Monthly Archives: April 2013

The view from Brown America.

Earlier this week a co-worker told me that I should be “glad” that the young man, whom we’ll refer to as “The Saudi Marathon Man,” was racially profiled by the Boston police and the federal authorities. He told me that racial profiles and stereotypes were borne of “statistics” – that if we were to “look at the numbers,” the odds were high that the perpetrator(s) of the attacks at the Boston Marathon on Monday afternoon were “one of those types.”

“Tell me that again the next time I’m at the airport,” I told him.

“You should be proud to be racially profiled. It’s the only thing that keeps us safe in this country.”

I then asked him if he had ever been the victim of racial profiling, and he – a white man – recounted a story in which he was the victim of “discrimination.” It was 1978, and he was lost, driving in a “bad neighborhood” in Jersey City with his future wife, when he was stopped by police who had mistook him for a drug-dealer. That’s it. No detention. No interrogation. He was pulled over and subsequently let go, and yet this story clearly still bothers him, even 35 years later.

I could understand his frustration, after all, this sort of thing has happened to me before, but the only thing I could think of responding with was, “Now imagine if that happened to you all the time.”

Since 9/11 we’ve all been trained in the practice of “If you see something, say something.” In other words: if you see something suspicious, alert the authorities. But what if you are consistently that something suspicious? What if it’s your friend, or your roommate, or your brother or sister? Are we supposed to be “proud” to live in a xenophobic nation which discriminates against its citizens based on skin color? Are we supposed to be “proud” of our public humiliation at baseball games and concerts and train stations?

Is this the tax millions of Americans are forced to pay for looking superficially different or believing in an alternate divine being?

In today’s society, white privilege it isn’t just about access and wealth and opportunity, it isn’t just about being able to do whatever the fuck it is you want to do, it’s about specific freedoms which white Americans are afforded that others are not: the freedom from persecution and the freedom from discrimination. In a nation in which the government – and the media – practices in the otherization of so-called “minority” races, white Americans are free to live without the fear of being considered a criminal because a suspect shares their skin-tone.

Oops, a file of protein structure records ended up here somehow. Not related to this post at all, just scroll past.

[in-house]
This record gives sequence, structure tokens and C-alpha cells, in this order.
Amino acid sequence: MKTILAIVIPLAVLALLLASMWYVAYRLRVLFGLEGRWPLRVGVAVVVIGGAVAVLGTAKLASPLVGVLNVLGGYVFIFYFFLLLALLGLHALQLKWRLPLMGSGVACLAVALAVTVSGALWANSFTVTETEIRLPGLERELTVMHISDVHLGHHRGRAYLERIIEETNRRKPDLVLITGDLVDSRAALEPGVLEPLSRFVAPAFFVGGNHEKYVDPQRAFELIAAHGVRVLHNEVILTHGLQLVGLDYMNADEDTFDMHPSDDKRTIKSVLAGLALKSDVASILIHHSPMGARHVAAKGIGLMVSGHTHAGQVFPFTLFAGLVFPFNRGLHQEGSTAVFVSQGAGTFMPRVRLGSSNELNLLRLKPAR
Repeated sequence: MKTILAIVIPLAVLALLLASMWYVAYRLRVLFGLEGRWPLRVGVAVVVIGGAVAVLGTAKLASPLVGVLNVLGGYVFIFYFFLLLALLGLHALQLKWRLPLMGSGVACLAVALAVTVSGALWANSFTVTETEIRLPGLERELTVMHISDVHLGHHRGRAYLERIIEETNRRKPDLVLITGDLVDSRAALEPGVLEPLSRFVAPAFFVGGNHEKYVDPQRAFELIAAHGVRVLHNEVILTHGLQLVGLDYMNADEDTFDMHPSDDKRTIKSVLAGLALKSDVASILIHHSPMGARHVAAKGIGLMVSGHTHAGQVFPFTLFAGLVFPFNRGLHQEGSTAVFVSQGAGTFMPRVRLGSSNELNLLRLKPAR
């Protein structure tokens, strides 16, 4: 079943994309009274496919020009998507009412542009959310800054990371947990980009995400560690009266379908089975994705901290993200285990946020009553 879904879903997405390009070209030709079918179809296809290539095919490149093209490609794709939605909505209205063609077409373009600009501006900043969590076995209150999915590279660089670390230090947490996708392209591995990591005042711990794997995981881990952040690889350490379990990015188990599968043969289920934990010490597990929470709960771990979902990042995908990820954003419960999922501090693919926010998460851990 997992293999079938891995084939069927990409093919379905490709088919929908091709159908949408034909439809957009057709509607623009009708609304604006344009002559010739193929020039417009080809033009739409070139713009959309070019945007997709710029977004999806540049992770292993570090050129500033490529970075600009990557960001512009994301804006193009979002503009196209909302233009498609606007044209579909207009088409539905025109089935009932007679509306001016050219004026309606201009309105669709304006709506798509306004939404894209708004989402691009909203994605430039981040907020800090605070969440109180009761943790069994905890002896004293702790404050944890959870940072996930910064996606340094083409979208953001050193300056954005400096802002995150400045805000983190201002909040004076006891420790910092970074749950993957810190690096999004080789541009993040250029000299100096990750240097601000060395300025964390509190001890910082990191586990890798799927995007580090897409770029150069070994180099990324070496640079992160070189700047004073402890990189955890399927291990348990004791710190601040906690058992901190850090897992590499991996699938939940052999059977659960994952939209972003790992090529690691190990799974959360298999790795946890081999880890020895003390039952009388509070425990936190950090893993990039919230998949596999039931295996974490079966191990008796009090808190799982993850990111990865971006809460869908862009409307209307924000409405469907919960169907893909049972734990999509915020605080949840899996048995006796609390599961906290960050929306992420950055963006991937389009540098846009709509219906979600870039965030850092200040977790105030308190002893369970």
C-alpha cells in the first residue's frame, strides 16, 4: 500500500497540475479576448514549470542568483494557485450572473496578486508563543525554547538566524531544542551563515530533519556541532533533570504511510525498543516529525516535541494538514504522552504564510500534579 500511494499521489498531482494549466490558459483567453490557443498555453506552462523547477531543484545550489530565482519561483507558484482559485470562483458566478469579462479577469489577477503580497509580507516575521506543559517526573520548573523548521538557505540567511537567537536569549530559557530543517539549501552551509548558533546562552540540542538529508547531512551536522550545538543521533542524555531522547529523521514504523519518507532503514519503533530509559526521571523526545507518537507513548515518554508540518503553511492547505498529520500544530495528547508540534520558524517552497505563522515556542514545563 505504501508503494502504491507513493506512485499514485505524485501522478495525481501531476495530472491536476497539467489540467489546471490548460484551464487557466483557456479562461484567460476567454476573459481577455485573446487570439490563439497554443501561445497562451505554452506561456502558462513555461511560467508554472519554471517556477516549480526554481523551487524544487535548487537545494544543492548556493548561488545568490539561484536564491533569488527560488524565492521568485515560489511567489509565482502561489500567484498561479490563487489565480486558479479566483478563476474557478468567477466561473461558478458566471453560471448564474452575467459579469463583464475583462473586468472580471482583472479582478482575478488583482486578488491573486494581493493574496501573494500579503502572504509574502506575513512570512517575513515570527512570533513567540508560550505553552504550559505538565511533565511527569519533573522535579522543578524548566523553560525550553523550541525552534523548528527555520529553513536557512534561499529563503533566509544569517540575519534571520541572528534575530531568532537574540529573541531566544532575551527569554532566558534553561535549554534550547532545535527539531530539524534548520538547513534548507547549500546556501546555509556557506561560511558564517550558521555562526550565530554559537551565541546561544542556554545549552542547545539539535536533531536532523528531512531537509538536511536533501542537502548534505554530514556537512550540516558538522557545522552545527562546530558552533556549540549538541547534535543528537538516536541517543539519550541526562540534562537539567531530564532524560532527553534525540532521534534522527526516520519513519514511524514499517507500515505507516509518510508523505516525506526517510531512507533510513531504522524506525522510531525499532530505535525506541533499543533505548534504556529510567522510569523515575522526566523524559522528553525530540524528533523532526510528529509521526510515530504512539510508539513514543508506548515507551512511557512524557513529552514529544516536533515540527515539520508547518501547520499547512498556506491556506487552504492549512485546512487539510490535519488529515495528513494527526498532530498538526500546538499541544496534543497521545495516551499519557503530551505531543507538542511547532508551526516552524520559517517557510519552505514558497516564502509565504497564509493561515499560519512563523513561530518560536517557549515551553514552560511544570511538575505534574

That our first instinct following an attack is to hope and pray that it wasn’t someone who looks like us – and that yours isn’t – says all you need to know about how we are each perceived within our own country.

The difference between White America and Brown America is that, in White America, you fear terrorism because you fear death; in Brown America, we fear terrorism because we fear being considered a terrorist. We fear being detained for hours/days/weeks/years without cause. We fear hate and vitriol toward our people and our religions. We fear attacks on our houses of worship. We fear being pushed onto subway tracks. We fear hellfire raining on our towns and villages in Pakistan and Yemen. We fear Sean Hannity, and Glenn Beck, and Michele Bachmann, and Matt Drudge and the Ghost of Andrew Breitbart.

The difference between White America and Brown America is that we fear all of them, but we don’t fear you. We know that you don’t hate Muslims. We know that you don’t indiscriminately hate people with dark skin. We know that, when Timothy McVeigh or Terry Nichols or Ted Kaczynski or James Holmes or Adam Lanza murder innocent Americans, or when the Westboro Baptist Church burns the Qur’an, we shouldn’t view all whites, or all Christians, with suspicion. We know that Mississippi shouldn’t be “turned into a parking lot.” We know and understand that a few loud and crazy people are not indicative of an entire race or religion.

Whatever our faith, whatever our race, we all follow the same ethical code: do unto others… And, yet, somehow, throughout American history – slavery, the Trail of Tears, Japanese internment, the Patriot Act – we’ve seen this Golden Rule be disregarded entirely when it could benefit the racial hegemony of white Americans.

The difference between White America and Brown America, then, is that, in White America, rules don’t apply.